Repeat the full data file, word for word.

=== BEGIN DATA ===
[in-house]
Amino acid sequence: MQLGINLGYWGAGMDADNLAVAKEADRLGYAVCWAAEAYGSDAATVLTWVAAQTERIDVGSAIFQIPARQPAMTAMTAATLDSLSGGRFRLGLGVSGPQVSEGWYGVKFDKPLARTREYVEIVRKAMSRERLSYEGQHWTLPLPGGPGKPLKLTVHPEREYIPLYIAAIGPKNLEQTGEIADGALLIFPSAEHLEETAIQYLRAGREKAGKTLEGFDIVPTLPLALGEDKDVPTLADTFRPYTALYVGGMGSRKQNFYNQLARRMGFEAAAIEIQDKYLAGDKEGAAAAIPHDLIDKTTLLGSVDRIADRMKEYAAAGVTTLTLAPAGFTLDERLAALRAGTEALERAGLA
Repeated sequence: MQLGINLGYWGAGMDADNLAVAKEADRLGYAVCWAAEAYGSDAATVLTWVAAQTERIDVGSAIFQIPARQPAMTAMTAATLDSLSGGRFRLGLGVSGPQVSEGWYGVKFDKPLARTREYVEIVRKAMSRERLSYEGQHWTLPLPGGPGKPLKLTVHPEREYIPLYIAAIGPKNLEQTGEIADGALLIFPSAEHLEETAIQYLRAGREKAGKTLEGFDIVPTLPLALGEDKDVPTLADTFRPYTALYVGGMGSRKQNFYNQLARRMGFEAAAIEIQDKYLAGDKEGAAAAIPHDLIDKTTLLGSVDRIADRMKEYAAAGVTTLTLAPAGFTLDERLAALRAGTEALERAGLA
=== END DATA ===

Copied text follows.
[in-house]
Amino acid sequence: MQLGINLGYWGAGMDADNLAVAKEADRLGYAVCWAAEAYGSDAATVLTWVAAQTERIDVGSAIFQIPARQPAMTAMTAATLDSLSGGRFRLGLGVSGPQVSEGWYGVKFDKPLARTREYVEIVRKAMSRERLSYEGQHWTLPLPGGPGKPLKLTVHPEREYIPLYIAAIGPKNLEQTGEIADGALLIFPSAEHLEETAIQYLRAGREKAGKTLEGFDIVPTLPLALGEDKDVPTLADTFRPYTALYVGGMGSRKQNFYNQLARRMGFEAAAIEIQDKYLAGDKEGAAAAIPHDLIDKTTLLGSVDRIADRMKEYAAAGVTTLTLAPAGFTLDERLAALRAGTEALERAGLA
Repeated sequence: MQLGINLGYWGAGMDADNLAVAKEADRLGYAVCWAAEAYGSDAATVLTWVAAQTERIDVGSAIFQIPARQPAMTAMTAATLDSLSGGRFRLGLGVSGPQVSEGWYGVKFDKPLARTREYVEIVRKAMSRERLSYEGQHWTLPLPGGPGKPLKLTVHPEREYIPLYIAAIGPKNLEQTGEIADGALLIFPSAEHLEETAIQYLRAGREKAGKTLEGFDIVPTLPLALGEDKDVPTLADTFRPYTALYVGGMGSRKQNFYNQLARRMGFEAAAIEIQDKYLAGDKEGAAAAIPHDLIDKTTLLGSVDRIADRMKEYAAAGVTTLTLAPAGFTLDERLAALRAGTEALERAGLA